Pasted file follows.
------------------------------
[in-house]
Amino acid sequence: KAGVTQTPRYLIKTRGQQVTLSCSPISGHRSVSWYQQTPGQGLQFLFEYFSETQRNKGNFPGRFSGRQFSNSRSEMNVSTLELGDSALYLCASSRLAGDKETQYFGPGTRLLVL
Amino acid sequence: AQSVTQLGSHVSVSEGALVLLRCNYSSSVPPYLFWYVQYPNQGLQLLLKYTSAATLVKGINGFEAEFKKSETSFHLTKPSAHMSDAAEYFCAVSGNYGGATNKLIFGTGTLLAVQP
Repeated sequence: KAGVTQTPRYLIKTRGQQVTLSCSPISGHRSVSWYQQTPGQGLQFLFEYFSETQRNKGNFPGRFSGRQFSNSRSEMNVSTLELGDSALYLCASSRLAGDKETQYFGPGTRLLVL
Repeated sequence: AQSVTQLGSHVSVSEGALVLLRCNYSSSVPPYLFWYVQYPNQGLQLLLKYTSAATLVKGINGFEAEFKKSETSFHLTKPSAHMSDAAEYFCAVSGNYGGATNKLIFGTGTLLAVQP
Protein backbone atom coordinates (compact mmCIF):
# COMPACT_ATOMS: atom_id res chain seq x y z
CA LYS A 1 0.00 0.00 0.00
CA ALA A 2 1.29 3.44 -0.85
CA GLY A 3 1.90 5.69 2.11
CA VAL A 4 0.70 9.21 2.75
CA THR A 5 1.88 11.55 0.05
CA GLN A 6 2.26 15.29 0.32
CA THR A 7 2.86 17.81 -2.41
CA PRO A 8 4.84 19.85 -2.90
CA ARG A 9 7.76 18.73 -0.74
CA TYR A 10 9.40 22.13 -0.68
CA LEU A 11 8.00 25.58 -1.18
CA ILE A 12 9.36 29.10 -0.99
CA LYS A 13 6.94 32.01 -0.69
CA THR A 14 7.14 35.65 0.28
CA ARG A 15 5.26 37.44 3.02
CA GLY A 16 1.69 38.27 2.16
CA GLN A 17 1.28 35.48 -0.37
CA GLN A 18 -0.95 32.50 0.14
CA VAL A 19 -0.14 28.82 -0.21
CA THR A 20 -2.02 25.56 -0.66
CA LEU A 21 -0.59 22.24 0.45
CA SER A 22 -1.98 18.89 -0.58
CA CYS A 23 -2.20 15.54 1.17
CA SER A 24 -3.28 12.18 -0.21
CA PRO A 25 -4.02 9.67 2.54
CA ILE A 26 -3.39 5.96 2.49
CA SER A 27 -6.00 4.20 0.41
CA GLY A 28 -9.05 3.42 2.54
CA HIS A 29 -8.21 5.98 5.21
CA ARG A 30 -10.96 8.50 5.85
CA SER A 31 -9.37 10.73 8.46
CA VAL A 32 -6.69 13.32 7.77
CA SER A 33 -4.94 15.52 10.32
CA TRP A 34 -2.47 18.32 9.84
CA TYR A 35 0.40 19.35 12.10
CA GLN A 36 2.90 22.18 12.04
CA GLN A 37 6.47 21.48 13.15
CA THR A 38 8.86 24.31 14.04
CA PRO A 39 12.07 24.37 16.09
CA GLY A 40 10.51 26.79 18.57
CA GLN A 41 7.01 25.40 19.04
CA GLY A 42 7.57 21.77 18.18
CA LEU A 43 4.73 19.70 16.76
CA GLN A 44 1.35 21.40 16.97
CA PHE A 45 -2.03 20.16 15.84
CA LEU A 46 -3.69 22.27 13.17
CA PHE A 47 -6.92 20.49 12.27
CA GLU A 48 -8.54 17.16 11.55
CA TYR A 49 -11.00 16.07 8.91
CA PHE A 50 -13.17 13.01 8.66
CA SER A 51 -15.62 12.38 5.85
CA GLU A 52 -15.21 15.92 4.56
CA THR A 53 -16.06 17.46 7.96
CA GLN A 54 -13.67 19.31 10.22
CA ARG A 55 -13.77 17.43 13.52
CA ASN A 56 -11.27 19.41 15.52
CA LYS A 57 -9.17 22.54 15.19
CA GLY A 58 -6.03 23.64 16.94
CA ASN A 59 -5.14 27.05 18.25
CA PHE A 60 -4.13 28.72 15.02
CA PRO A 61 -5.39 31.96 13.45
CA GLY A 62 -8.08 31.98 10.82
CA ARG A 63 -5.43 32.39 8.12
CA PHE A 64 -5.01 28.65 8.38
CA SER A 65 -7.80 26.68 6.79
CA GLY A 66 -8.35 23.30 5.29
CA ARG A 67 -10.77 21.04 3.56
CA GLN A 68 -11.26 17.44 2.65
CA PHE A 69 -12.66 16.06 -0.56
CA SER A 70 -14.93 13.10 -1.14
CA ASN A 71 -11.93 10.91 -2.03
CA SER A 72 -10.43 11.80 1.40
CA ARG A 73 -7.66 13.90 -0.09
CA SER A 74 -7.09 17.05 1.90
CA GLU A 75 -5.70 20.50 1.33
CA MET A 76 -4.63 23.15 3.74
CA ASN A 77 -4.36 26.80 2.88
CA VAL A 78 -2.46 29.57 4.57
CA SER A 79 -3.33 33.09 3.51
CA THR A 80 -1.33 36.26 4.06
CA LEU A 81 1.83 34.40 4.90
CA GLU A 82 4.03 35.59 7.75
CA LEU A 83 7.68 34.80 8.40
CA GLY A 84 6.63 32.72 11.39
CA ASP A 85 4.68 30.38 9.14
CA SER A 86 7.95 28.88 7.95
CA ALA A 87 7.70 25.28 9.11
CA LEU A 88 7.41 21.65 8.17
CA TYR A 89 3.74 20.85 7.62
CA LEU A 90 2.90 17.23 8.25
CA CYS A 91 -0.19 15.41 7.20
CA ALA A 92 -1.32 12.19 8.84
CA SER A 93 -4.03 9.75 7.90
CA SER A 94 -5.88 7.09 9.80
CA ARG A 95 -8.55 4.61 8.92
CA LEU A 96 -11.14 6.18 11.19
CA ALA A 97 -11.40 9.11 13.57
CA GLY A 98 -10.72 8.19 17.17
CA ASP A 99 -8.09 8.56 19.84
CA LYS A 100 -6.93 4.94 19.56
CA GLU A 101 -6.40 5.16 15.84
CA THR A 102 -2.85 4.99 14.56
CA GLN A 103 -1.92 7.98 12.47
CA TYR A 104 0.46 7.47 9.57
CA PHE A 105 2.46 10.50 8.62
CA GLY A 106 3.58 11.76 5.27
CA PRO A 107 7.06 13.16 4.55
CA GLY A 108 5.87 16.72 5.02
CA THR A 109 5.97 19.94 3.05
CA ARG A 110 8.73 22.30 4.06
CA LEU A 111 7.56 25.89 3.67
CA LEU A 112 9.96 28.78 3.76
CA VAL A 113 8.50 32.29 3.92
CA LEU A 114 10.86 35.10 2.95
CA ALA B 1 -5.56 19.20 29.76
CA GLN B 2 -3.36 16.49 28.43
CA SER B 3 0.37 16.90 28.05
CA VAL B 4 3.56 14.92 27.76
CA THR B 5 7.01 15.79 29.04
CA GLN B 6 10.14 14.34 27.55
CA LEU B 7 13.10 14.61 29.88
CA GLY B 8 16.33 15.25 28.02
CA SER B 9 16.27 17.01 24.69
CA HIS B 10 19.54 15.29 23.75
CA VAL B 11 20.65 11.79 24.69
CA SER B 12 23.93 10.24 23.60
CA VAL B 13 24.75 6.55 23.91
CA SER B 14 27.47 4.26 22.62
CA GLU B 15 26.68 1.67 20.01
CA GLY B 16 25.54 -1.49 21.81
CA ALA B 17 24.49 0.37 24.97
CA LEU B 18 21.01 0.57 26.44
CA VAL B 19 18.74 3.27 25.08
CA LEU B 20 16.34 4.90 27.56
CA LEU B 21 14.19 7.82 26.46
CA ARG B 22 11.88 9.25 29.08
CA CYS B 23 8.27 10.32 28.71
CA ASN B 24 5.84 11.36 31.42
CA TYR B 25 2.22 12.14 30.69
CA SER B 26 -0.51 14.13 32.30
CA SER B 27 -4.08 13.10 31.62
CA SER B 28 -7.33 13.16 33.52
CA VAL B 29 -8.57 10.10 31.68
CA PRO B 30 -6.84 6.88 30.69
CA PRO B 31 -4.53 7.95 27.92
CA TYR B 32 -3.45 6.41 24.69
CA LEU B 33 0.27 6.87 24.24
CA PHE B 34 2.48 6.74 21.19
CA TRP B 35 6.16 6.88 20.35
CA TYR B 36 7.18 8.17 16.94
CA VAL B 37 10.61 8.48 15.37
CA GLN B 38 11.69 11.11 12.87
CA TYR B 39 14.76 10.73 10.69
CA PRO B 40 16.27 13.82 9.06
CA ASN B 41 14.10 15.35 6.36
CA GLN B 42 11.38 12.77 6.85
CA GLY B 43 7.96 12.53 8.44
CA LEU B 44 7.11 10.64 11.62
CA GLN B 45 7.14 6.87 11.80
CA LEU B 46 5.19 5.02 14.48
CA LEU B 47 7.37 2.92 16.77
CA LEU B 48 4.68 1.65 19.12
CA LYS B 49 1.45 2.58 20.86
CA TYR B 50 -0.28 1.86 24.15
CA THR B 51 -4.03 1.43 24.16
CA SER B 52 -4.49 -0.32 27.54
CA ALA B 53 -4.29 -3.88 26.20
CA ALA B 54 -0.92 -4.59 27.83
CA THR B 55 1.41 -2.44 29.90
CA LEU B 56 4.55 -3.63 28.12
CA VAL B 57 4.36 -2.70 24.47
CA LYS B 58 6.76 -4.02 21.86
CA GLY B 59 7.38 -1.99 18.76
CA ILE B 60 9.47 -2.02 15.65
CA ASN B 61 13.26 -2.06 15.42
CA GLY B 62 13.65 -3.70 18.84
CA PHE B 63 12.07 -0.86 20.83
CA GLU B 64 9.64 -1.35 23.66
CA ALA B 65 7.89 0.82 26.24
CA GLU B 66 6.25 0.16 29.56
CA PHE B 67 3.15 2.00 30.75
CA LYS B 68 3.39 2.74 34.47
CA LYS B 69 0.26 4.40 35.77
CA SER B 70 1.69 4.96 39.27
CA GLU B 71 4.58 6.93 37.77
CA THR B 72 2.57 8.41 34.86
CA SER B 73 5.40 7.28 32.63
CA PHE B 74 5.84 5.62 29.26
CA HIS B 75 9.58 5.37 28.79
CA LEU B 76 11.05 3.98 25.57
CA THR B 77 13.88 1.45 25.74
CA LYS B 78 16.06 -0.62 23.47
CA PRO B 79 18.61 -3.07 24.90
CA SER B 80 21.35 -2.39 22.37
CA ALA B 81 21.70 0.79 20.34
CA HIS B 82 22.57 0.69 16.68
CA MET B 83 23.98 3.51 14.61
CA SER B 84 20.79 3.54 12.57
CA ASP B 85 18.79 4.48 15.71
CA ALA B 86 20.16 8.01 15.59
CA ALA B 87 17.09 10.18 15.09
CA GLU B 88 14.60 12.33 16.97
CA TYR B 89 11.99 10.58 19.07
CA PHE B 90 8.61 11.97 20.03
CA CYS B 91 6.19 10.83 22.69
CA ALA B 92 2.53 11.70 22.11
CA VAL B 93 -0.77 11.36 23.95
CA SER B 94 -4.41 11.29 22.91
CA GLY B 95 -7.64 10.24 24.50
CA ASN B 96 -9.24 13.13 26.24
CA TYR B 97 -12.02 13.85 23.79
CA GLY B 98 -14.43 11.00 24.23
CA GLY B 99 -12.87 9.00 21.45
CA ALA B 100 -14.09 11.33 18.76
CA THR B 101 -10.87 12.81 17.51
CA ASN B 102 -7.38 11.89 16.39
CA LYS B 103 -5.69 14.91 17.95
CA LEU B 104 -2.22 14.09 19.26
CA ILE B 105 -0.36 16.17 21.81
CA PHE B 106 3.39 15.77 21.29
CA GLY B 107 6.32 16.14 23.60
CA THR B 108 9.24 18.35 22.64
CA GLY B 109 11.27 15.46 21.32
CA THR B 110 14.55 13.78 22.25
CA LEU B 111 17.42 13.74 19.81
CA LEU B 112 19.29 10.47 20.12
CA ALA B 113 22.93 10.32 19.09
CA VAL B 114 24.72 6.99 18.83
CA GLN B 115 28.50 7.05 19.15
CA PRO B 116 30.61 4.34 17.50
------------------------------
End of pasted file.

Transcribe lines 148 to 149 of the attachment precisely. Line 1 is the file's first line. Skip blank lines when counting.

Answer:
CA SER B 27 -4.08 13.10 31.62
CA SER B 28 -7.33 13.16 33.52